Categories Medea Old Times Peaky Blinders Print Media The Deep Blue Sea Tributes Uncle Vanya

Helen McCrory would have been the next Helen Mirren or Judi Dench

The actress leaves an extraordinary body of work, but there is no doubt that she had so much more to give

The wonder for me about Helen McCrory – whose passing, at 52, is so cruel, so sad, such a profound and premature loss to the acting profession – is how relatively long it took for people to cotton on to her magnificence.

I was lucky enough to visit the Tricycle, north London one winter evening in 1995 and see her star as Lady M in Macbeth. In fact, of course, she wasn’t then the “draw” – here was, surprisingly enough, a Shakespeare production at a major off-West End venue renowned for its contemporary political work. It was an oddity from artistic director Nicolas Kent. Yet within the space of a couple of hours, I emerged with her name on my lips, and the surest conviction that I had set eyes on one of the greats.

Here was an actress who was so intense, so spellbinding, so caught up in every moment of every scene she was in that it was as though she carried a lifetime’s acting experience within her: but she was just in her mid-20s. Her flintiness illuminated every line it sparked off.  Rapt, I ended my review of that dark, sinister torch-lit night, referencing the sleepwalking scene, saying that “it is the sight of McCrory alone, scurrying restlessly round in the dark and hugging a single flame, that burns a lasting image of unstoppable evil onto your retina.”

Categories Print Media Theatre Tributes Uncle Vanya

Truly, we have lost a luminous talent in Helen McCrory

Helen was nothing if not a giver of care but, of course, she excelled as an actress

In my mind’s eye, I see her making a slow entrance on to the Donmar Warehouse stage as Yelena in Chekhov’s Uncle Vanya.

No wonder Simon Russell Beale’s Vanya has his tongue hanging out; Helen McCrory utterly commanded the stage in that moment. Wide-brimmed hat, long brocaded gown, she echoed a sense of Greta Garbo with the glamour of Marlene Dietrich.

This was one of artistic director Sam Mendes’s farewells at the Donmar in London, before he went on to direct two Bond movies. I chatted about it later with Helen and she explained: ‘Darling, that was Sam’s doing. I chose the hat and he choreographed the walk.’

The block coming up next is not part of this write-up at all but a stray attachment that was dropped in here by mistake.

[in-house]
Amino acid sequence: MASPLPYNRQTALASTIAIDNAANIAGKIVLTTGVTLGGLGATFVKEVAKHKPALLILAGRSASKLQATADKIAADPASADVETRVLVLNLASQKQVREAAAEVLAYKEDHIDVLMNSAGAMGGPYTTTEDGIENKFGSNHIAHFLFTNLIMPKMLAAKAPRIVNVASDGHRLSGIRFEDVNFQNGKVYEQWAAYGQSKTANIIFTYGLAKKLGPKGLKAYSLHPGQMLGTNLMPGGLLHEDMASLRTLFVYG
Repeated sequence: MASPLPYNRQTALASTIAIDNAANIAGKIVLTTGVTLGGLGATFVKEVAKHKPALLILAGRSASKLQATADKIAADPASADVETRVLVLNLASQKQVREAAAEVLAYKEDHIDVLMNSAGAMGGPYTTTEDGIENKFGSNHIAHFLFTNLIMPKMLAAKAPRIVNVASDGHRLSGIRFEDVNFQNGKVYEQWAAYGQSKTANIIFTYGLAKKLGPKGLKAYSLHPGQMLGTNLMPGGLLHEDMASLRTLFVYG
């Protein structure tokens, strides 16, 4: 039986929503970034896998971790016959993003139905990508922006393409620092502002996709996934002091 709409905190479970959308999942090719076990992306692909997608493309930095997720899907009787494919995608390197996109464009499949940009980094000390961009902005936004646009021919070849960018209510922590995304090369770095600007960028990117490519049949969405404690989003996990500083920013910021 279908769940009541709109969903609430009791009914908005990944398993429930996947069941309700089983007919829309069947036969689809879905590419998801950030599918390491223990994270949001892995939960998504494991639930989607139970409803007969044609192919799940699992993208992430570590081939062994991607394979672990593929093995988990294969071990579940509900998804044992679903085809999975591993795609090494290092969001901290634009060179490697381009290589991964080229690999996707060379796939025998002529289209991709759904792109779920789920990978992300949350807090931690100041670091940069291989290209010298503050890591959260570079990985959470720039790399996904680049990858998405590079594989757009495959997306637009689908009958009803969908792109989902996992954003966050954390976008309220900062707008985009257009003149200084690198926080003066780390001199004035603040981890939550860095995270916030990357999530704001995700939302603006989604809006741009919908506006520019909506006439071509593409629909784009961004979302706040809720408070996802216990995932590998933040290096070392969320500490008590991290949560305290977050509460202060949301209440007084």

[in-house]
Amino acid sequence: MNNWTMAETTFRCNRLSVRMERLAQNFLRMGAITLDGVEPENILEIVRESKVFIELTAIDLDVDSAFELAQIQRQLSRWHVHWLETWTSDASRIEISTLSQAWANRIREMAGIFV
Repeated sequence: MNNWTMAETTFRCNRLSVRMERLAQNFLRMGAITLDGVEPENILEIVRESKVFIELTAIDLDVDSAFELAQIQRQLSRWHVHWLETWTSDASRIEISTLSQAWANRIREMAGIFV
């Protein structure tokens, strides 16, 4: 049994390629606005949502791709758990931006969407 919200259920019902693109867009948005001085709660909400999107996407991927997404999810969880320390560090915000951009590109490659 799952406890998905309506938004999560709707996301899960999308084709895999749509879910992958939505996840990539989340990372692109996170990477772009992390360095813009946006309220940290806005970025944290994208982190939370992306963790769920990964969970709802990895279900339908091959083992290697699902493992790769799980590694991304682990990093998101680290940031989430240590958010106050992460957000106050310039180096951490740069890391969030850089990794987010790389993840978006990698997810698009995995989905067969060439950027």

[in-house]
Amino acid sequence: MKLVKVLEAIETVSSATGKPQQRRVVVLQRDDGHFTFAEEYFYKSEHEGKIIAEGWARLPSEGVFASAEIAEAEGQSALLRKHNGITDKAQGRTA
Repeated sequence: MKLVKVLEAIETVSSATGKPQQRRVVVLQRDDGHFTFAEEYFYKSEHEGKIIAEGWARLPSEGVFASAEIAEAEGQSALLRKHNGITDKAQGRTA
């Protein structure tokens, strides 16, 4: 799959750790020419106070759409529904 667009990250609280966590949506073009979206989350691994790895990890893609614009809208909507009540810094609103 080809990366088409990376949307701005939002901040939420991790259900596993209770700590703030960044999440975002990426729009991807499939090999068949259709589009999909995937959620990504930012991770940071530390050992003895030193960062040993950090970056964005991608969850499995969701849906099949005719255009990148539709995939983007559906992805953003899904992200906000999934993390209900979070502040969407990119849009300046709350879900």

Categories Peaky Blinders Print Media Tributes

So long, Aunt Polly

Remembering ‘Peaky Blinders’ star Helen McCrory

by James McMahon | April 16, 2021 | NME.com

It’s a gross failing of Britain’s entertainment industry that there’s a time of life when women fall off our screens. There’s no absence of roles for twenty, thirty and forty-somethings. Turn 60 and, if you’re lucky, you can navigate the journey to retirement via the sort of roles Helen Mirren or Dame Judy Dench have made their own. But in your fifties? Not so much. If you’re a woman in your fifties who likes sex? Drinking? Y’know, an authentic representation of a woman in middle age? No chance.

It would be wrong to say that Helen McCrory – who has died aged 52 from cancer – changed this. But her role as Peaky Blinders’ chain-smoking matriarch Polly Gray has made such an impact that it will surely lead to future change. Her casting as Aunt Pol in the interwar crime drama went under the radar in 2013; the show’s lead, Cillian Murphy was a far bigger name. But it was far from undeserved. Anyone who has three Harry Potter movies on their resumé, an acclaimed West End career, has worked with the great Martin Scorsese (in 2011’s Hugo) and played her part in making 2012’s Skyfall the best Bond movie of the modern era is worthy of a punt.

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Categories Awards Charity Print Media Theatre

Evening Standard and TikTok join forces for £120k fund to support theatre talent of the future

Helen McCrory is among the panelists for the Future Theatre Fund

by Robert Dex | November 26, 2020 | The Evening Standard

 The Evening Standard has joined forces with TikTok to launch a £120,000 fund to support the next generation of theatre stars, who are struggling under the impact of Covid-19.

High-profile figures including award-winning actress Helen McCrory, theatre supremo Andrew Lloyd Webber and Young Vic boss Kwame Kwei-Armah have joined the panel to help decide who receives the 12 grants, each of £10,000.

McCrory said: “It’s fantastic that these funds have been set aside to help the next generation of actors, directors and artists waiting to get on the ladder. These are the young people without support just leaving college or just starting out, who are treading water until theatres, studios and galleries reopen. These prizes of £10,000 each will be an absolute lifeline. Good luck to all the entries.”

Continue reading Evening Standard and TikTok join forces for £120k fund to support theatre talent of the future